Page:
I will write more about ‘A World Without Down’s/NIPT soon – I need some time to gather my thoughts first (and I’ve got a poorly Ella to look after at the moment!). The following post is cobbled together from my Facebook posts over the last few days… Alternatively, you could read ‘Losing Down’s Syndrome?‘ – a post I wrote earlier in the year.
Many of you may have noticed that Down’s Syndrome is big news at the moment. Something that I’m sure you know is important to me.
This is the week that Sally Philips’ important documentary is due to air. She will explore the ethical issues and questions arising from the proposed roll out of the new NIPT screening test for Down’s syndrome.
The biggest question being asked…
Can you imagine a world without people like Ella?
I am aware that I share a lot of articles, pictures, blog posts and other information relating to DS on my timeline. I am not apologising for this, Down’s Syndrome is a big part of our lives and I am very committed to educating others (maybe you) and busting some of those long-standing, ingrained cultural myths about the condition.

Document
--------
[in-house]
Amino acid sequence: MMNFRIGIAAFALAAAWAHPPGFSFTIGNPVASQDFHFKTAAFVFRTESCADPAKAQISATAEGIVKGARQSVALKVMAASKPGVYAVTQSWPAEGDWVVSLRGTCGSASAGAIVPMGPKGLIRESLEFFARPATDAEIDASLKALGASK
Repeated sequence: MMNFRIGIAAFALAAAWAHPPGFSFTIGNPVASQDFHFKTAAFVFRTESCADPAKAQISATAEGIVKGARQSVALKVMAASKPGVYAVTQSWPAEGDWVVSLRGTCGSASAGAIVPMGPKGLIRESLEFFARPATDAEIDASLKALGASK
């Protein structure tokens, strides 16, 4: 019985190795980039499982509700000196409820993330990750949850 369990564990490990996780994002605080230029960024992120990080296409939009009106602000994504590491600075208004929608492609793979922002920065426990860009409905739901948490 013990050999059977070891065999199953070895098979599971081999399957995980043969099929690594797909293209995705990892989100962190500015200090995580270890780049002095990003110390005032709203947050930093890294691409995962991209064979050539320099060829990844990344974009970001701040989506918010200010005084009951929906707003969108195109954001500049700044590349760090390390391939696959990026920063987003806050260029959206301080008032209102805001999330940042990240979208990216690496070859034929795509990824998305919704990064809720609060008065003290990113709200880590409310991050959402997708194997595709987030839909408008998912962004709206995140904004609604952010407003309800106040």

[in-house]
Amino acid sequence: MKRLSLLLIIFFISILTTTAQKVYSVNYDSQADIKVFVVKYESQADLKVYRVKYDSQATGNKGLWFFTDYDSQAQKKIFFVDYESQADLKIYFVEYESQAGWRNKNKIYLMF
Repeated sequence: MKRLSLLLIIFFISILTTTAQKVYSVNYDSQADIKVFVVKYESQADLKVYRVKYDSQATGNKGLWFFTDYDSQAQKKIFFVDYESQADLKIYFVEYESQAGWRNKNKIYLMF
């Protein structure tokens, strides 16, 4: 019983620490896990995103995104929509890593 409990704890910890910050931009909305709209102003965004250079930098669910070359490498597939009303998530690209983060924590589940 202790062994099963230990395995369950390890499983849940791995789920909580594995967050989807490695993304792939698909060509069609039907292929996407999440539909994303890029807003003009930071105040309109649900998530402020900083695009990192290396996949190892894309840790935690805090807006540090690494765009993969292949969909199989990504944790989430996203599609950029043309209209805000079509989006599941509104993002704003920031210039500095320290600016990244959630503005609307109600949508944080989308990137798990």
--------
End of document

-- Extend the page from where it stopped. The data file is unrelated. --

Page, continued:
Mainly, I want to get across that having DS is not to suffer, is not debilitating and does not cause distress or trauma to those living with it, (unlike the media would have you believe).
I am not against testing or screening in pregnancy. Nor am I against the new NIPT screening that offers women the chance to find out earlier in their pregnancy, with greater accuracy and in a safer, less invasive way whether her unborn child has a chance of having a chromosomal abnormality – such as Down’s Syndrome.
I do believe women should have choice – in this case, to terminate or not to terminate as difficult a concept as that may be to me. What I am striving for, along with many others is for parents to be given balanced, factual, unbiased information relating to a positive diagnosis of Down’s Syndrome along with unbiased language (no ‘I’m sorry’ and using ‘chance’ instead of ‘risk’) and access to support following a diagnosis – whether that is given pre or post-natally. This is happening far too infrequently at the moment.
I’m encouraging everyone to try and watch the documentary and to think about the issues that Sally puts across. For she speaks for the vast majority of us within the Down’s Syndrome community.
You can watch on BBC iPlayer (UK only) here:
If you watched the documentary or not, please consider taking a few seconds to join our social media THUNDERCLAP for Down’s syndrome. Supporting the need for women to be given unbiased, factual and better information regarding Down’s syndrome and the screening process itself. We’d also like to see better access to counselling and support groups at the point of diagnosis and that language used should be non-leading e.g. ‘I’m sorry…’